This is part 2 of Sean White’s explanation of UL 3741, also known as photovoltaic hazard control and otherwise known as rapid shutdown. The UL 3741 listing came out in 2020 and it takes time for manufacturers to come up with and list products and systems. 

Surprisingly, a few months ago SMA came out with a system along with Sollega and IronRidge where they can have 1000 volts on a commercial system after the initiation of rapid shutdown.

Before we dive into this exciting (and perhaps controversial) new system, let’s take a look at the other methods to comply with rapid shutdown.

We’ve got NEC 690.12 Rapid Shutdown. It talks about controlled conductors controlled limits outside of the array boundary. What we’re interested in is inside of the array boundary, because that’s this new, exciting thing of the three different ways of doing it. 

Let’s look up 690.12B(2)(1) in the 2020 NEC (the difference between the 2020 NEC and the 2023 NEC in the code image posted here, is that the third method for inside the array boundary has been removed).

690.12(B)(2) Inside the Array Boundary

The PV system shall comply with one of the following:

  1. A PV hazard control system listed for the purpose shall be installed in accordance with the instructions included with the listing or field labeling. Where a hazard control system requires initiation to transition to a controlled state, the rapid shutdown initiation device required in 690.12(C) shall perform this initiation.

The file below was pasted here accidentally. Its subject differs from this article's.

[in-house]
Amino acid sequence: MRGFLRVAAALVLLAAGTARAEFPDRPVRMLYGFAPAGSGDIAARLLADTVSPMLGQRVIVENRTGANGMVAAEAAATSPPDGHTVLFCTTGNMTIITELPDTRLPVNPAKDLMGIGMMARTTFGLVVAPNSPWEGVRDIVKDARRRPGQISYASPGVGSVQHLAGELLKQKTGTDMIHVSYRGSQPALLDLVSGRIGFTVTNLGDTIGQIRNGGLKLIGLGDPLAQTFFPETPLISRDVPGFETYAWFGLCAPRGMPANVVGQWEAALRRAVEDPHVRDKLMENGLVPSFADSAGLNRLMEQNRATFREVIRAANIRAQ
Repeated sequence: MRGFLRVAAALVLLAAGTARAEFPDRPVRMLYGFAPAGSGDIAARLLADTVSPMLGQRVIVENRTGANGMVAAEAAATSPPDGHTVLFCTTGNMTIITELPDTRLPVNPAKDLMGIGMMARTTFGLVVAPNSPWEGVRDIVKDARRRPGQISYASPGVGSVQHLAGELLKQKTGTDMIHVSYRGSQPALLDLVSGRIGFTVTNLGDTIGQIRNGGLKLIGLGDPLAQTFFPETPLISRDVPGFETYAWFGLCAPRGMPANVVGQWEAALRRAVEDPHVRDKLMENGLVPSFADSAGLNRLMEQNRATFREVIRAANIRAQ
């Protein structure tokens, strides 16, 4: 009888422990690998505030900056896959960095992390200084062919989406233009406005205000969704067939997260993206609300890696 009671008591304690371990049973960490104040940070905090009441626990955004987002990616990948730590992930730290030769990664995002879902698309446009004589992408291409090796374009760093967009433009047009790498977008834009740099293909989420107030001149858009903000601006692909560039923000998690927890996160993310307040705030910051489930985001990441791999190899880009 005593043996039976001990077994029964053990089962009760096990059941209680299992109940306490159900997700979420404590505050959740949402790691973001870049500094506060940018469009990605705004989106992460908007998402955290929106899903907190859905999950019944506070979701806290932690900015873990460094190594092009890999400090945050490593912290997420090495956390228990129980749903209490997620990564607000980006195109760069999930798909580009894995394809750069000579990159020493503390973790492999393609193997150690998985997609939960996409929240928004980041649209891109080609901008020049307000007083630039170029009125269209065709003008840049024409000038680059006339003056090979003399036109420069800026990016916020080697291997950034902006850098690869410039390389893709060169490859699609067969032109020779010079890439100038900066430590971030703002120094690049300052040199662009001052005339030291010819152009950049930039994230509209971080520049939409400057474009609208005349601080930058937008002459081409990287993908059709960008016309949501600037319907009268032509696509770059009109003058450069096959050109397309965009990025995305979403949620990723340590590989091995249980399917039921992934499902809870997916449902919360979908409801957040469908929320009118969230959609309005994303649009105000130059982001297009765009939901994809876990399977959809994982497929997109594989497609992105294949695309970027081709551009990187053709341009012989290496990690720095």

Informational Note: A listed or field-labeled hazard PV control system is comprised of either an individual piece of equipment that fulfills the necessary functions or multiple pieces of equipment coordinated to perform the functions as described in the installation instructions to reduce the risk of electric shock hazard within a damaged PV array for fire fighters. See UL 3741, Photovoltaic Hazard Control.
  2. Controlled conductors located inside the boundary shall be limited to not more than 80 volts within 30 seconds of rapid shutdown initiation. Voltage shall be measured between any two conductors and between any conductor and ground.
  3. PV arrays shall have no exposed wiring methods or conductive parts and be installed more than 2.5 m (8 ft) from exposed grounded conductive parts or ground.

It says, “690.12B(2) the PV system shall comply with one of the following” and there’s 1, 2, and 3. I’ll just tell you right ahead at a time, 2 is what we have been calling module level rapid shutdown. That’s the 80 volts within 30 seconds.

Then we have #3 method, which is pretty rare. We’ve called it the BIPV or building integrated photovoltaic method. That method requires no exposed wiring methods or conductive parts. That means you couldn’t do this with metal module frames. This method was removed in the 2023 NEC, which is not to say that we cannot still do this method, it just means that if we did, it would have to be part of a UL 3741 listed system, so the manufacturer would have to go and get it listed.